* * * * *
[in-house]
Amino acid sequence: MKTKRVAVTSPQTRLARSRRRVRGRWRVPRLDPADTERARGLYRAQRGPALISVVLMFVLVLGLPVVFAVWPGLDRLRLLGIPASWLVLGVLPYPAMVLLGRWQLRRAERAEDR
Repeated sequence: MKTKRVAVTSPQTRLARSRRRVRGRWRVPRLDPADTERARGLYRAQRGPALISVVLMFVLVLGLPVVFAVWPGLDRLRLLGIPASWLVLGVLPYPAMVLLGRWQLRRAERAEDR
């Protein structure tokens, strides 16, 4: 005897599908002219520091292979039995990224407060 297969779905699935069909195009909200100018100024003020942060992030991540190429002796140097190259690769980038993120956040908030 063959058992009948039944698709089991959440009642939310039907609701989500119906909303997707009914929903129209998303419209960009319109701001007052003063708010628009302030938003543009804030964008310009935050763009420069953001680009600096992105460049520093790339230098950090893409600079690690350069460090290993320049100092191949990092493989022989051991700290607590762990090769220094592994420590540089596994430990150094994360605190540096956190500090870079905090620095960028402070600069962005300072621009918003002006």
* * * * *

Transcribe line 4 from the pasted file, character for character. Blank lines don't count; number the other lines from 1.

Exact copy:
């Protein structure tokens, strides 16, 4: 005897599908002219520091292979039995990224407060 297969779905699935069909195009909200100018100024003020942060992030991540190429002796140097190259690769980038993120956040908030 063959058992009948039944698709089991959440009642939310039907609701989500119906909303997707009914929903129209998303419209960009319109701001007052003063708010628009302030938003543009804030964008310009935050763009420069953001680009600096992105460049520093790339230098950090893409600079690690350069460090290993320049100092191949990092493989022989051991700290607590762990090769220094592994420590540089596994430990150094994360605190540096956190500090870079905090620095960028402070600069962005300072621009918003002006």